Elizabeth Browning and Anne Bradstreet both manifested their own intense feelings of love for their husbands in the form of poem. The quote aforementioned was from Elizabeth’s poem “How Do I Love Thee?”. Although Anne Bradstreet also composed a poem, “To My Dear and Loving Husband”, in which she expressed her uncontainable feelings of affection for her husband, Elizabeth Browning verified that her love for Robert Browning, her husband, was much stronger through her employment of spiritual comparisons to her love,
The poem expresses a life of a naïve woman, who is bound to marriage by God, and she cannot break the nuptial contract. She must fear her husband and listen to his every command. “Wife and servant are the same/ But only differ in the name” (1-2). She exhibits affinity between a wife and a servant by using a metaphor. The title of being a wife is the only thing that makes them different.
These works of literature have become well-known and classic for their strong professions of love. To My Dear and Loving Husband may have many reasons as to why it is well-known. During the Puritan Era, women were supposed to be reserved and obedient to their husbands. They were also expected to not show any intelligence
“Love is when the other person 's happiness is more important than your own”-H Jackson Brown Jr.This idea exhibits the importance you give towards someone’s love is more necessary than yours. In the book Cyrano de Bergerac, Cyrano tries to demonstrate the love between him and Roxane by the use of poems and using Christian as an assistant. For example, “A little longer she is always here”. We can see that the quote is demonstrating the impatient approach towards love in within someone increases when beauty does not surround you.Despite this story using a various approach towards manipulating us to the theme, the poem uses literary and symbolic devices to exhibit the poets life. However, in the poem, the poet uses the ocean to show that all of his emotions are mixed to form one big vast area.
The letters reveal Abigail's deep love for her the pulsating loneliness she experienced due to long periods of separation from her husband, John Adams, and her commitment to achieve more than the goals set for women of the era in which she lived. Bober begins with a lengthy chronology that contrasts political and personal event, and includes a family tree and local maps. 3. The reason of this document existing is for Abigail Adams to pen a letter to her husband, John Adams, asking him to please “remember the ladies” in the “new code of laws” (Adams 2). She wrote, “I desire you would Remember the Ladies, and be more generous and favourable to them than your ancestors.
The characters in Ann Patchett’s The Patron Saint of Liars illustrate the theme of the importance of loyalty in relationships. In the novel, Rose, who is pregnant, moves across the country to live in a home for pregnant girls, where she later marries the handyman. Her husband, Son, tells her, “You came here because you wanted to give her up and then you didn’t, you married me, you stayed here, and now it all doesn’t seem to matter very much, and sometimes I wonder why you did it, is all” (175). Son notices Rose’s indifference towards everything in their lives. She does not care about Son because she feels no sense of loyalty towards him.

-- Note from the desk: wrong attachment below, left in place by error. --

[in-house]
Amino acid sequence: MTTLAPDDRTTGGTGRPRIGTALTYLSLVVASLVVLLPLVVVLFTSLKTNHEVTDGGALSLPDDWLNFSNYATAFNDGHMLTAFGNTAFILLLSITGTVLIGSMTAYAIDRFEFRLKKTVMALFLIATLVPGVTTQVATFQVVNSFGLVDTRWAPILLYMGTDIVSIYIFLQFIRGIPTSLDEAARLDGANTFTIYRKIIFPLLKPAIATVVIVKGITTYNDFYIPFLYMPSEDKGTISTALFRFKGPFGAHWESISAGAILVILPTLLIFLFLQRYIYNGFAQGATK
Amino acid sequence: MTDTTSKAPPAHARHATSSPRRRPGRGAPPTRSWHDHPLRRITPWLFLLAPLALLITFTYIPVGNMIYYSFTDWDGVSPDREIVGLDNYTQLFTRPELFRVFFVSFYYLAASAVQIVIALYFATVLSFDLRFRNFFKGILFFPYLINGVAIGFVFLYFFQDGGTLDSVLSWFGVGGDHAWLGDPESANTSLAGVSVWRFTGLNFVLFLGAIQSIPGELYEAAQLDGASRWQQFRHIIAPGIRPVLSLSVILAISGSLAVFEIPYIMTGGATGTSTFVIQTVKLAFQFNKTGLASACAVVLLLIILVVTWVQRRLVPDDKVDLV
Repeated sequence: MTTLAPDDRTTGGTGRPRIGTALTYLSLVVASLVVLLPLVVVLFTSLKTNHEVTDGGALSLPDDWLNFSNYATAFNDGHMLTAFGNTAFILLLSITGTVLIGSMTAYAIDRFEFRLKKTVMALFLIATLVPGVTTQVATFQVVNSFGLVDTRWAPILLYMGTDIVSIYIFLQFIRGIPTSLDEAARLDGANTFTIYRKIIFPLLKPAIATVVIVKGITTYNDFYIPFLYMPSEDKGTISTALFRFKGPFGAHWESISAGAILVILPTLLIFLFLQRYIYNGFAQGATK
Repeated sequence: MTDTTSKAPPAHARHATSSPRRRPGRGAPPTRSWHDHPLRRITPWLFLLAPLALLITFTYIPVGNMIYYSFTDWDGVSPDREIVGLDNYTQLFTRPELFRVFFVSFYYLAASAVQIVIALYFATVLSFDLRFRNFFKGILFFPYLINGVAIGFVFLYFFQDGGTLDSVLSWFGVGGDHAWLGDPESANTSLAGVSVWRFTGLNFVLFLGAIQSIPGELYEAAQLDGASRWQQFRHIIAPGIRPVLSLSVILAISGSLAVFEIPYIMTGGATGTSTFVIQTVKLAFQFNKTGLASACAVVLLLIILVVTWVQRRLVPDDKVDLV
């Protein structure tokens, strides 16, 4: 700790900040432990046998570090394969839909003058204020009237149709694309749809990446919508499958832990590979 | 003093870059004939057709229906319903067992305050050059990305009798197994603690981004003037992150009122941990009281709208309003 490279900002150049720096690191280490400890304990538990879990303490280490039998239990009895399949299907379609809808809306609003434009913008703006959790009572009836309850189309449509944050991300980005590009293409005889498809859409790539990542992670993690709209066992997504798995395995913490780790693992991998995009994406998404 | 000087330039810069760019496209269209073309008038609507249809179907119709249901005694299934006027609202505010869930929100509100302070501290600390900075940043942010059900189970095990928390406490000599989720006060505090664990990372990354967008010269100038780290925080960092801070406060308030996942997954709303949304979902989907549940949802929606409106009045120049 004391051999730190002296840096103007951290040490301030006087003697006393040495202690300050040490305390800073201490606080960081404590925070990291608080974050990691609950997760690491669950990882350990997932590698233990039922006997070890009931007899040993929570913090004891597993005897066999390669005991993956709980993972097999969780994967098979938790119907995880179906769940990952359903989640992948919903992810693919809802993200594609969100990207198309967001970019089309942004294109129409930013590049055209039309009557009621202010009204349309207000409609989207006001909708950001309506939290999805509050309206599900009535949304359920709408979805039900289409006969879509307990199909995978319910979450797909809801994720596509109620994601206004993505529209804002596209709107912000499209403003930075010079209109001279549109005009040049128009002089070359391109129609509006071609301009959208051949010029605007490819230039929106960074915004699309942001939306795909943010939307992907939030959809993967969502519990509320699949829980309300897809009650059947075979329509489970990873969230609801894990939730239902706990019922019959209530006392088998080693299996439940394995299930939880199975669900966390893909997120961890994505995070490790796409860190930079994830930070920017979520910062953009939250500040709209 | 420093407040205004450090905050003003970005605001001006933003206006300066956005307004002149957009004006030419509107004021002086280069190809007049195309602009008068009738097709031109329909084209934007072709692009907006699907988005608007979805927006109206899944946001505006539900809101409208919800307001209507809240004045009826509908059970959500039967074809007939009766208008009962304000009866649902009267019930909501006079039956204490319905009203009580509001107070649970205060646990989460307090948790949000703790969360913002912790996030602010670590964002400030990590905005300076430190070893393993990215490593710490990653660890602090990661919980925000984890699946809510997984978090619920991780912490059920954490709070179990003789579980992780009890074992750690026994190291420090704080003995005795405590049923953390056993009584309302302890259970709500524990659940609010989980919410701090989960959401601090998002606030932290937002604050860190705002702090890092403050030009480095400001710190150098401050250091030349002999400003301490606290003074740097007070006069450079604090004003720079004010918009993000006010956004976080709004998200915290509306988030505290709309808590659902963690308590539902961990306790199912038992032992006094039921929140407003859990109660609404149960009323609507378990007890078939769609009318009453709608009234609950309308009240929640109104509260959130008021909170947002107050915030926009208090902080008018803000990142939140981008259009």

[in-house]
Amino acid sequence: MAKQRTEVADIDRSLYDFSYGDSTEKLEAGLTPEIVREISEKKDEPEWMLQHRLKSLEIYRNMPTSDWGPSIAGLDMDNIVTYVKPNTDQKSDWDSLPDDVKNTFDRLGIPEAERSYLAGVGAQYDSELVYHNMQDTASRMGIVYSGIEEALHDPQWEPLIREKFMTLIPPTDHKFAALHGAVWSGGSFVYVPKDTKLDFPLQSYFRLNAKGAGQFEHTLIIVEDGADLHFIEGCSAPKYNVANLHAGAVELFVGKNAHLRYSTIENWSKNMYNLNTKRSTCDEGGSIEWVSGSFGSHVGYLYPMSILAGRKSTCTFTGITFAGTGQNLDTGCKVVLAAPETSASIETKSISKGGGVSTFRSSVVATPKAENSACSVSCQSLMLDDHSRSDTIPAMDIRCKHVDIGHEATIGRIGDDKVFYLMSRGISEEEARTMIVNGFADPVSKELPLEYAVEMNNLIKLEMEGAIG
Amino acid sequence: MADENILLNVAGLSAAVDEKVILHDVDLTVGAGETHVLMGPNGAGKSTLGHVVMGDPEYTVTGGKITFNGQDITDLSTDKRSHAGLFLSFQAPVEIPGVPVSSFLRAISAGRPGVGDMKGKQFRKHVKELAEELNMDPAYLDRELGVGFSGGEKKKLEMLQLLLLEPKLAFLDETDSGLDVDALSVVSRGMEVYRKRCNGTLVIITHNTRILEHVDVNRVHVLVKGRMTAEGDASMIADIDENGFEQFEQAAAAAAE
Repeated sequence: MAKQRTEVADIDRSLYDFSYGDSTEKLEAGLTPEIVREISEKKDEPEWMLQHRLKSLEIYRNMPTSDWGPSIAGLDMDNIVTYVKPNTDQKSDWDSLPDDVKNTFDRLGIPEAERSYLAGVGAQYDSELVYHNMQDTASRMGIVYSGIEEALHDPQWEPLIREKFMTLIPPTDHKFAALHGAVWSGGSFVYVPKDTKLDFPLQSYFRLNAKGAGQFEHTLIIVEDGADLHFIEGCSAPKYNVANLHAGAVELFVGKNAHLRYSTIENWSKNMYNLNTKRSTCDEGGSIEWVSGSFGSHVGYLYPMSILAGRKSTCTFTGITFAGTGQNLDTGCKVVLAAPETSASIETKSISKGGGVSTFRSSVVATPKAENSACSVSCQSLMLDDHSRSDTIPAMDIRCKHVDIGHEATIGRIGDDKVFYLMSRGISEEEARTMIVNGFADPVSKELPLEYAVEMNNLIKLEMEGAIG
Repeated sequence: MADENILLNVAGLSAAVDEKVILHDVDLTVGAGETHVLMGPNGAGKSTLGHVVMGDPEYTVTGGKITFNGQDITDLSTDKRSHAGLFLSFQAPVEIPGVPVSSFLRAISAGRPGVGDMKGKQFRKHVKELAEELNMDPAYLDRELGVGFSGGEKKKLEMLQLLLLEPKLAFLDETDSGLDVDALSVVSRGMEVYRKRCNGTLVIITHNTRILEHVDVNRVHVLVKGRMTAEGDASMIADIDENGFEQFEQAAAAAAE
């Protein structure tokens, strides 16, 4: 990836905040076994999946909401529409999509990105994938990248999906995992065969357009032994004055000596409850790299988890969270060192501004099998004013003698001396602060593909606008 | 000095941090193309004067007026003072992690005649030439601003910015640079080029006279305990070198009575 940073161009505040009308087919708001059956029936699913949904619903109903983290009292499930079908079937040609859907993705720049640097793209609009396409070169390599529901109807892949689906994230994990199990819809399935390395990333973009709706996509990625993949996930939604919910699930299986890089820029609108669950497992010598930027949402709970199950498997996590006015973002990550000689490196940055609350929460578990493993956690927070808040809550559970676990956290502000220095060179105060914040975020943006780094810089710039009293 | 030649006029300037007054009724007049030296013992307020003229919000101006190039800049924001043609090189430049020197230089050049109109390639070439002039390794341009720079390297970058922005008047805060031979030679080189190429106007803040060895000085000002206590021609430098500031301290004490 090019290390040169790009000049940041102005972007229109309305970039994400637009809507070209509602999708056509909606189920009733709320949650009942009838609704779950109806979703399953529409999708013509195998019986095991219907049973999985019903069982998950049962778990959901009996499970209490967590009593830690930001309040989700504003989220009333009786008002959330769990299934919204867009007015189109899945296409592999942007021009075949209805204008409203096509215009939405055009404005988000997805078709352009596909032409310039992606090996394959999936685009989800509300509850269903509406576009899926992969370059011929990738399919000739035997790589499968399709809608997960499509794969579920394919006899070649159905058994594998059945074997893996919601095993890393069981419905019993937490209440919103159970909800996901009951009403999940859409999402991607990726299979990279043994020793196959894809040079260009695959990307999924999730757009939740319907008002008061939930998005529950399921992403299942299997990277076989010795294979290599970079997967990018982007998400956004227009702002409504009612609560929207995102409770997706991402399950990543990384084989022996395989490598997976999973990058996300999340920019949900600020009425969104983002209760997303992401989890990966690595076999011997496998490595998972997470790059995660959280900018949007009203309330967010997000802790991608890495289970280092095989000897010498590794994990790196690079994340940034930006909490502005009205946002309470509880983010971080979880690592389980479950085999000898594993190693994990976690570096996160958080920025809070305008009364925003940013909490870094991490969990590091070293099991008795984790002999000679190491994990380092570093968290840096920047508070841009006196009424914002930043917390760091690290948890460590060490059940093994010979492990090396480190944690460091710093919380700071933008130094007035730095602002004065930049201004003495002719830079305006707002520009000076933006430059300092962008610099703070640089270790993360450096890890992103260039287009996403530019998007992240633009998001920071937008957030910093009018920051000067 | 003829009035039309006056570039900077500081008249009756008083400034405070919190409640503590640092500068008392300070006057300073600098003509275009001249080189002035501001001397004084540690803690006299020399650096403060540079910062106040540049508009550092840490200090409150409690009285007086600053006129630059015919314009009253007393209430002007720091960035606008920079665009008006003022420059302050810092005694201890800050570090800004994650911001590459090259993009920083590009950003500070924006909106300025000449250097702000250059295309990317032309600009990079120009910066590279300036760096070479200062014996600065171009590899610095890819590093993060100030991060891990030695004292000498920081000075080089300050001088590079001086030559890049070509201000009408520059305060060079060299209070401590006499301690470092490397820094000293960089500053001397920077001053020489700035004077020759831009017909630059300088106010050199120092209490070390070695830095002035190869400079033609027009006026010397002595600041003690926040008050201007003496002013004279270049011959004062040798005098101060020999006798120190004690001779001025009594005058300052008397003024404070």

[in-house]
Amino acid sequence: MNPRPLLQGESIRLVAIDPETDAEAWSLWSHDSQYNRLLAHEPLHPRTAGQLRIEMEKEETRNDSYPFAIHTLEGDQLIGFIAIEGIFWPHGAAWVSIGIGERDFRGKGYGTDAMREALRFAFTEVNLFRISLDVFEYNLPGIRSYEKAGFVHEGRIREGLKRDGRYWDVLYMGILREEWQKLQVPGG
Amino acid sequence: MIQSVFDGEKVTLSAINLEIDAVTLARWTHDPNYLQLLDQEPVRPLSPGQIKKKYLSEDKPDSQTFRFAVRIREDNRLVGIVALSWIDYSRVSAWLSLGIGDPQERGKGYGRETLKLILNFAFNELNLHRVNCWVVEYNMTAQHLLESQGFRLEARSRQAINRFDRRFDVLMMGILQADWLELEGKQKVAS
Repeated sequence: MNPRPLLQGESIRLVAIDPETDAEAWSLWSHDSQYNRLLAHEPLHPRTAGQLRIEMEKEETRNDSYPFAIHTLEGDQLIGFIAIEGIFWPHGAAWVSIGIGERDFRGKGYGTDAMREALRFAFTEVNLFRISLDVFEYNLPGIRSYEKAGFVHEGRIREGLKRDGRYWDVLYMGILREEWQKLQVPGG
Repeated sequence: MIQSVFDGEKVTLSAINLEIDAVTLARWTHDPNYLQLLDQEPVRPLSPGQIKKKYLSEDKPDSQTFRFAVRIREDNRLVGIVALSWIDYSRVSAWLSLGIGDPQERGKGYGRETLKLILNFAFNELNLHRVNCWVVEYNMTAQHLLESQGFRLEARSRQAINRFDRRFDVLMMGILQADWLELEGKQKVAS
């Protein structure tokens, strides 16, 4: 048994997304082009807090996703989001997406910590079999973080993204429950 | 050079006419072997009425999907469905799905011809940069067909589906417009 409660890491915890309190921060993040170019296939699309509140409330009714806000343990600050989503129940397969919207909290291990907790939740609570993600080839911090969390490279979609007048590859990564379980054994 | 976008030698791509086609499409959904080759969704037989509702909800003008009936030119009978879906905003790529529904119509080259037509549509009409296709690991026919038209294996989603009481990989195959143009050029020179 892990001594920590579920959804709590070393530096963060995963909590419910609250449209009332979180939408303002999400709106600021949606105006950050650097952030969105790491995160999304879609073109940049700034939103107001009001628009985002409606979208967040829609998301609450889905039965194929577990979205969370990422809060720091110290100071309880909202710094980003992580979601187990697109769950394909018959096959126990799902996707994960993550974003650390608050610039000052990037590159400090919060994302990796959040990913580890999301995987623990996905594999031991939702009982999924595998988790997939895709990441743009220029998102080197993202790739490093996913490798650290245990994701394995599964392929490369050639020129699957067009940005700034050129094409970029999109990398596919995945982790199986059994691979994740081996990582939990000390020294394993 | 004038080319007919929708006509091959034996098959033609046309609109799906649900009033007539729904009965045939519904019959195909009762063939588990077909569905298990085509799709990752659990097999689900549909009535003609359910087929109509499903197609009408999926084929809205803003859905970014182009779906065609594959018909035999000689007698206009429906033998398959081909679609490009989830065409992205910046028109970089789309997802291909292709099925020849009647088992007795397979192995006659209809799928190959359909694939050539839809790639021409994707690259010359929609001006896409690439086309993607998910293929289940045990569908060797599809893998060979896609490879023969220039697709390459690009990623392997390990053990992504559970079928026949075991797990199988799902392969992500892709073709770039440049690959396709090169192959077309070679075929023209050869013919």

Janie’s grandmother, Nanny, forces Janie to marry a man she is not in love with out of convenience. Nanny does not want Janie to suffer the necessities of life, but Janie cares little about materials and seeks love. Nanny’s ideology haunts Janie for much of her life, influencing decisions she takes later in marriage. Huston says, “The memory of Nanny was still powerful and strong,” which shows how Janie conforms to the ideology her grandmother instilled in her. And although Janie conforms, she continues to question inwardly about love.
The author is told by his mother that, “Two people get married when they love each other” yet she does not allows for her child to love another boy (Meter 178). Putting ourselves in another 's shoes even unknowingly allows us to be a more open to building relationships and finding common ground with people we might not have previously
Discovering the meaning of friendship or finding out the order of one’s priorities can appear as unimportant tasks, but these activities bring fulfillment to people of all kinds. For example, Janie was extremely naïve when it came to concepts regarding love. She believed that marriage would bring her love eventually. She heard this from her grandmother, but was soon proven wrong as shown by the quote, “She knew now that marriage did not make love.” (Hurston 29). The latter quote is clear evidence that people should not leave it to others to inform them of how certain concepts in life work.
Romance comes in all different forms and sizes, and Calbert understands that along with these she apprends why people fall in and out of love. Falling in love has a sense of vulnerability that requires taking risks that people are “willing to fail, / why we will still let ourselves fall in love,” in order to sustain real love. Calbert ends her poem with listing the romances with her husband and vows, “knowing nothing other than [their] love” because that is all that matters to her